Kentucky, Oklahoma Teachers Converge on Statehouses

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April 2, 2018

Tens of thousands of teachers in Kentucky and Oklahoma have marched to their respective state capitols in order to protest their pay and other benefits.

These demonstrations followed on a nine-day strike by West Virginia teachers a few weeks ago that resulted in that state's legislature's approving pay raises of 5 percent.

Oklahoma teachers protesting

The Oklahoma protesters, about 30,000 from hundreds of schools across the state, converged on the state capitol in Oklahoma City in order to call for increases in funding for programs and supplies that the teachers say have been removed in recent years. Nearly half of the schools across the state closed on Monday as a result; further school closures were expected for Tuesday.

Oklahoma Gov. Mary Fallin just last week signed a bill passed by the Legislature that raises the state's teachers' pay by an average of $6,100 a year and support staff's pay by an average of $1,250 a year while also allocating $50 million for education funding. The Legislature paid for the increase by raising taxes on cigarettes and on the oil and gas industries. The state had cut taxes on those industries and on personal and corporate income in 2014.

It was the largest pay raise in the state's history and the first in a decade, and it came in the wake of a 2017 report by the National Education Association that the state's teachers were among the lowest paid educators in the country. The Oklahoma Education Association had campaigned for an annual pay raise for teachers of $10,000 and of $5,000 for support staff (including bus drivers and custodians), the union president, Alicia Priest said. She also said that the union had called for an increase in education spending of $200 million during the next three years. The protesting teachers thanked the Legislature for the salary increase but said that they were marching because they thought it wasn't enough. Oklahoma teachers union officials estimated that the state had cut education funding by $100 million during the past decade.

Kentucky teachers protesting

In Kentucky, gatherings took place outside Frankfort's headquarters of the Kentucky Education Association and at the statehouse. The Kentucky Legislature had recently passed a series of bills as a way to target a projected $41 billion shortfall during the next 30 years. The pension reform, which included cutting pensions for first-time and retiring teachers, was part of another bill allocating funding for not education but sewage. Teachers union officials countered that the bill as passed would create a savings of only $300 million. Kentucky teachers are not eligible for Social Security benefits.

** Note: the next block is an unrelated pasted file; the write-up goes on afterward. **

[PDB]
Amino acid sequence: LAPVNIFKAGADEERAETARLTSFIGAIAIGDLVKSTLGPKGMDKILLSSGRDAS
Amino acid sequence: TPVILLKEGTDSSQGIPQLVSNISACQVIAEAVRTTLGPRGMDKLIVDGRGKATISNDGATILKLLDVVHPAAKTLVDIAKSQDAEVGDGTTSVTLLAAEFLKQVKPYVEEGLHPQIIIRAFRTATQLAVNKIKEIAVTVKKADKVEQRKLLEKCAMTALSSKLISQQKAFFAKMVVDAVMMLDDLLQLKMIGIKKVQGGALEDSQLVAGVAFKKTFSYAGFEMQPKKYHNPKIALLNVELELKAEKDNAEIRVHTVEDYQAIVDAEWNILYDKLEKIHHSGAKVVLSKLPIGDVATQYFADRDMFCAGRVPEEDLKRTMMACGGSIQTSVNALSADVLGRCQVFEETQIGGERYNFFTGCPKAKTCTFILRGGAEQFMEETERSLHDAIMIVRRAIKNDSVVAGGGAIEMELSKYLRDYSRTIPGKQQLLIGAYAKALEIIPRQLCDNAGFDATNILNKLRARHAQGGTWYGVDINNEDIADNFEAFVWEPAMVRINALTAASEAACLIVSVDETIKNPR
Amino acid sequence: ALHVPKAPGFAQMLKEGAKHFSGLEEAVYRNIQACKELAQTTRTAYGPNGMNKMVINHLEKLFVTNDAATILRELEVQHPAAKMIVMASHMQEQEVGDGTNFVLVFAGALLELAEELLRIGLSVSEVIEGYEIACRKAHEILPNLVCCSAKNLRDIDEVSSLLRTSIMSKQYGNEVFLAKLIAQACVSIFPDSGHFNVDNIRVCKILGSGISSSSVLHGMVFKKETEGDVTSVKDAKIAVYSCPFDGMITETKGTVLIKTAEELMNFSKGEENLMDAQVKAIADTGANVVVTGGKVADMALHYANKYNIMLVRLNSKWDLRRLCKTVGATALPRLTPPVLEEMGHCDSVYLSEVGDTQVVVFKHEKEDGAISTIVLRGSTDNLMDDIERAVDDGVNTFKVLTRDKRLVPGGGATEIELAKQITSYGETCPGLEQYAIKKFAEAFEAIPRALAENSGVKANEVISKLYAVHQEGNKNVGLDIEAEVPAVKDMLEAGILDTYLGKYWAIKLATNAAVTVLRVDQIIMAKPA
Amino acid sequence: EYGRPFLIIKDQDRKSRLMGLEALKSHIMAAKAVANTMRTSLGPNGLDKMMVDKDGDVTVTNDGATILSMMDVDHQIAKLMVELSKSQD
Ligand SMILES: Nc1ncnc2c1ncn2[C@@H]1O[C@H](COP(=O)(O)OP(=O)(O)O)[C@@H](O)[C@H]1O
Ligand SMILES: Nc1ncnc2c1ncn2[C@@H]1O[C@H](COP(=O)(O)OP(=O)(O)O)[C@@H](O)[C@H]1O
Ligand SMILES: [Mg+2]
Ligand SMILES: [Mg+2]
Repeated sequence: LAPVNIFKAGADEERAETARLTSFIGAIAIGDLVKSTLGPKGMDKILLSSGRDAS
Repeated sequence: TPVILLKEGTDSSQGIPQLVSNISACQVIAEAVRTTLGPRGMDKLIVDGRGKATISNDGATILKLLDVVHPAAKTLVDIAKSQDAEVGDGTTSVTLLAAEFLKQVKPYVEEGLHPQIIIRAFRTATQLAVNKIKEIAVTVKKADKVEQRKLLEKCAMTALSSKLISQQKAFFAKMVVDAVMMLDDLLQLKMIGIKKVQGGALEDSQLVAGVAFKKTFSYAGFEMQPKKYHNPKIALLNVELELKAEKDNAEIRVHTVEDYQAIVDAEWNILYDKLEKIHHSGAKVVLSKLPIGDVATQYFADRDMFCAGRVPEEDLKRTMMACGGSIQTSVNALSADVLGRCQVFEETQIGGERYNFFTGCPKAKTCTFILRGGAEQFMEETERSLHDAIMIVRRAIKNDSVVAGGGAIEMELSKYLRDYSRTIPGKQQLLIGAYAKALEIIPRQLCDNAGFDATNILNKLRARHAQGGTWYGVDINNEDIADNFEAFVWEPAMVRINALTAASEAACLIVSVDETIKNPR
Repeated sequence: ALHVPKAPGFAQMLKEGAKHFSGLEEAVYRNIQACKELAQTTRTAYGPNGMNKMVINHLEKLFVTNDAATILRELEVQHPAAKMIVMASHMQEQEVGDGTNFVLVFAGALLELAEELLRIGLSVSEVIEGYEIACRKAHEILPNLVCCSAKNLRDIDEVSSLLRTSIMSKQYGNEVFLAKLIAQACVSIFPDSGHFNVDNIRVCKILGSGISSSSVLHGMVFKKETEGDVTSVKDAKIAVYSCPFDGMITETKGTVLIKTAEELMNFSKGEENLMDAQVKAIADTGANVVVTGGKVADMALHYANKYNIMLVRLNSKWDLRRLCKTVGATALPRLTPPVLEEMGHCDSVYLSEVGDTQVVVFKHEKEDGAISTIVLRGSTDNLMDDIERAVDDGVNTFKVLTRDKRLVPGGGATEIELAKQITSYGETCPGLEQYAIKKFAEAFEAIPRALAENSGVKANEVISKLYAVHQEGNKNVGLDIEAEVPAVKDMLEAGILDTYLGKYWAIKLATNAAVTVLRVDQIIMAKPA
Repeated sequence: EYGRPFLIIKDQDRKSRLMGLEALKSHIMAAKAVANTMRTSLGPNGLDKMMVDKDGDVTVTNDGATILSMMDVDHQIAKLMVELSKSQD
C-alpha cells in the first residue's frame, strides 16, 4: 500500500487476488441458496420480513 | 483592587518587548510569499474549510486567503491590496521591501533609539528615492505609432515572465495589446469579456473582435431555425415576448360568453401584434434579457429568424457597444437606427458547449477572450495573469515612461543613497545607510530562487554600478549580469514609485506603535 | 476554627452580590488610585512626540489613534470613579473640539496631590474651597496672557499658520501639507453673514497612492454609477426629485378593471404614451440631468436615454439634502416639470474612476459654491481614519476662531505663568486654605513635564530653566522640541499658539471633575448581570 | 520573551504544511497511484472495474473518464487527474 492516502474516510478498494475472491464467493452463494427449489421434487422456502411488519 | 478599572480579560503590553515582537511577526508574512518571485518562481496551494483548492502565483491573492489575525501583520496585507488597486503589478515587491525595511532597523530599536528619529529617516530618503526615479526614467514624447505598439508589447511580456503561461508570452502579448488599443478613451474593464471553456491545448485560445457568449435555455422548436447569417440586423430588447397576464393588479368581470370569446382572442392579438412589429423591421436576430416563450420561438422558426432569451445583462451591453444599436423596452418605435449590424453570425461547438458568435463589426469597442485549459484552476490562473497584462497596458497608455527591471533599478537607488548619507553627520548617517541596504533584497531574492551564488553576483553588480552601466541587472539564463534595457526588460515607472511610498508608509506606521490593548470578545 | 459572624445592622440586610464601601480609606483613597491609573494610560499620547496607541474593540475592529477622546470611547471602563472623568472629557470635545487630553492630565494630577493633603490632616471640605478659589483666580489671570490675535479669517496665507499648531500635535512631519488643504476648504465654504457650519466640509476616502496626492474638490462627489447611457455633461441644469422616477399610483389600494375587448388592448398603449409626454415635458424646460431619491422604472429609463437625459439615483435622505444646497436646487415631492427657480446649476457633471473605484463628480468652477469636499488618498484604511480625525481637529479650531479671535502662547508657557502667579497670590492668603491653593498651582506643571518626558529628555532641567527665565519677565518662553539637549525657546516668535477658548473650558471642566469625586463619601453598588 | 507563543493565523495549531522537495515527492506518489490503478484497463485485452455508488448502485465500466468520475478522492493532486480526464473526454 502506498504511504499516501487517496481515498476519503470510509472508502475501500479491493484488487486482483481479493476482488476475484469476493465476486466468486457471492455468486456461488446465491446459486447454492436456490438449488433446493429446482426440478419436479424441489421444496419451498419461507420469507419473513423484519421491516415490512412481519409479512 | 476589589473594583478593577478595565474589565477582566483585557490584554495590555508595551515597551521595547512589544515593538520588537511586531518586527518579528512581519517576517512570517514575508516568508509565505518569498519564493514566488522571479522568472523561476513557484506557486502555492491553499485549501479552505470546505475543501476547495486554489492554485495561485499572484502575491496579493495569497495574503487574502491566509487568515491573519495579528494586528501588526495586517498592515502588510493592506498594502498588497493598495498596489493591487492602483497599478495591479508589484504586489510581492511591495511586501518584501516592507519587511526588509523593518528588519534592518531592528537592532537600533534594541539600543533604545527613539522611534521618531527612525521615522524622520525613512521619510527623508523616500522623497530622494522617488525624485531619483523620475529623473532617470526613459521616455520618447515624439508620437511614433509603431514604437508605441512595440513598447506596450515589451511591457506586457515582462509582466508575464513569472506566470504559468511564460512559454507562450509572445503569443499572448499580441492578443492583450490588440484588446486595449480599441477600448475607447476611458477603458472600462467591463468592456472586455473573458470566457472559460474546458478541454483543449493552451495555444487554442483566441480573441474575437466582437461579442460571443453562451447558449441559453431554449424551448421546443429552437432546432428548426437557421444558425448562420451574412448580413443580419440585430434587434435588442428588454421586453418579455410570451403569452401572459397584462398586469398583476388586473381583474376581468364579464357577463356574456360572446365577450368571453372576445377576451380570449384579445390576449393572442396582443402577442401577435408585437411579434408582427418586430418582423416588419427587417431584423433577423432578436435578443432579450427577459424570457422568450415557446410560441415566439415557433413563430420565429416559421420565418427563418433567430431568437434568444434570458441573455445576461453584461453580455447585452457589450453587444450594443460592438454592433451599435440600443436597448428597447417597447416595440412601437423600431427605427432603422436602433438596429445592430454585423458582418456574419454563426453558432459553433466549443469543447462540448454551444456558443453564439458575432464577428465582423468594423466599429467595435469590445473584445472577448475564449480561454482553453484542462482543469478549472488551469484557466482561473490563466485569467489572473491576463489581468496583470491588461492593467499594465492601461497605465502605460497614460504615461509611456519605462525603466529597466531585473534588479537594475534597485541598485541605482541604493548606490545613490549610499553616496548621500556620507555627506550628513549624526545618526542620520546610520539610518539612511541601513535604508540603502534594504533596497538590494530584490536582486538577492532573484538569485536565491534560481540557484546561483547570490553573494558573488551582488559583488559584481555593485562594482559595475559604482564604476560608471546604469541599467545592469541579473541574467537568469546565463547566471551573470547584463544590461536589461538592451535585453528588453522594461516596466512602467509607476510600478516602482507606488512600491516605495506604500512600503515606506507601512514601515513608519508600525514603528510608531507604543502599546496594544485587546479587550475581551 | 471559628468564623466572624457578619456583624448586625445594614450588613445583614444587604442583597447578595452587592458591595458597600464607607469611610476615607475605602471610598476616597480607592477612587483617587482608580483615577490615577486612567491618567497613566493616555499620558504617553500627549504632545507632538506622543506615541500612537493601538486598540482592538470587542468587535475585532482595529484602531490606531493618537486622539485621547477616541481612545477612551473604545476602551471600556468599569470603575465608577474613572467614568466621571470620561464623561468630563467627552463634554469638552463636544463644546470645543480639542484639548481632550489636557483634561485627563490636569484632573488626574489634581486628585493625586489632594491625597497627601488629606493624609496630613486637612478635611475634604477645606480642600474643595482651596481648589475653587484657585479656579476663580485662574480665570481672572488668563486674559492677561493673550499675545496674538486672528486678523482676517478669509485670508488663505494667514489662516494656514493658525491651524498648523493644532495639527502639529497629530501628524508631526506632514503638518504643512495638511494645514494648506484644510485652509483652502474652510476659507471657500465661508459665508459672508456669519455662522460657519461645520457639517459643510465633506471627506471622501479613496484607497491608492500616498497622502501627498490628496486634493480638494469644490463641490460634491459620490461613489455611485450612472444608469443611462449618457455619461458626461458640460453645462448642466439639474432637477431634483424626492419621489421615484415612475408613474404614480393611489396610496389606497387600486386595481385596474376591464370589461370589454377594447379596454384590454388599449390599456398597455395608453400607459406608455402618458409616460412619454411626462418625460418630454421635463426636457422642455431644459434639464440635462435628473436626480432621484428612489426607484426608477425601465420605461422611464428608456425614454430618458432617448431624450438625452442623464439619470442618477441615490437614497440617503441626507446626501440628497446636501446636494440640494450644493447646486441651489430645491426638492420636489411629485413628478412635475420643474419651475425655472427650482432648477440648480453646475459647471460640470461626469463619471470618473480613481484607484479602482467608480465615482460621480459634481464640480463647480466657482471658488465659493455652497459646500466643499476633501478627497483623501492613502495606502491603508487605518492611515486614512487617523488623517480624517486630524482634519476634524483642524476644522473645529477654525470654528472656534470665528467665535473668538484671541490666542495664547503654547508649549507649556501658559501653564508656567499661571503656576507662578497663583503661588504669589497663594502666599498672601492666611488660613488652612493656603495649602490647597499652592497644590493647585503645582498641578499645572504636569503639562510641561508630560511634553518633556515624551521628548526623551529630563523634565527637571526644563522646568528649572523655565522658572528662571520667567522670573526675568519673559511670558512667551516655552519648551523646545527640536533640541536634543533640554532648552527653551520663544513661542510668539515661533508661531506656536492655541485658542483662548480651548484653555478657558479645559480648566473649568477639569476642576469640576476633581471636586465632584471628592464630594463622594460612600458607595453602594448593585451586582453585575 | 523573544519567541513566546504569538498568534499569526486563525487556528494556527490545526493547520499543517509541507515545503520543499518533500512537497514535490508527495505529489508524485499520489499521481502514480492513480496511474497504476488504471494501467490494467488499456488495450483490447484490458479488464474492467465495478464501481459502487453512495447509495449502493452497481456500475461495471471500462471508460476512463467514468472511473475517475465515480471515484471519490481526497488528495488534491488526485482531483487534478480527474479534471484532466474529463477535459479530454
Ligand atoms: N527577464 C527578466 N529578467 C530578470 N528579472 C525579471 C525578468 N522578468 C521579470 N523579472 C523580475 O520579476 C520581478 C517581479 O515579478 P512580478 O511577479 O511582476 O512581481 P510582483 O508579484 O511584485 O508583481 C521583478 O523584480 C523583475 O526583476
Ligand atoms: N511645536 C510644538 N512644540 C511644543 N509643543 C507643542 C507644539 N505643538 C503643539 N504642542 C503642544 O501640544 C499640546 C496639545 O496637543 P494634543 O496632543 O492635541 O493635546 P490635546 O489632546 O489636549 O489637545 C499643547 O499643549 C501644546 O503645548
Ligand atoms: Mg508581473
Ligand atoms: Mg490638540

Kentucky lawmakers released plans for a new spending bill that includes more money for education, including a rollback of a proposed cut in funding for school buses. The Kentucky Senate has already approved the spending bill, which offsets some of the spending increases by implementing a sales tax on previously tax-free services.

Most of the Kentucky teachers were on spring break, but some did not go to work in order to attend the Frankfort event and many school districts as a result; most of the Oklahoma teachers walked out of their classrooms in order to attend the protest because their spring break was the week before.

Many teachers in both states have a second job in order to make ends meet. Teachers in both states said that their textbooks were regularly decades old or too few in number for the size of their class. Some teachers have said they often had more students than chairs. Some school districts in Oklahoma have made a move to four-day work weeks in order to save money. Many teachers reported shivering along with their students because of faulty heating systems in school buildings.

As well, thousands of teachers in Arizona last week walked out of their classrooms and gathered at that state's statehouse, in Phoenix, to contemplate taking similar action in order to highlight their call for a 20-percent raise.

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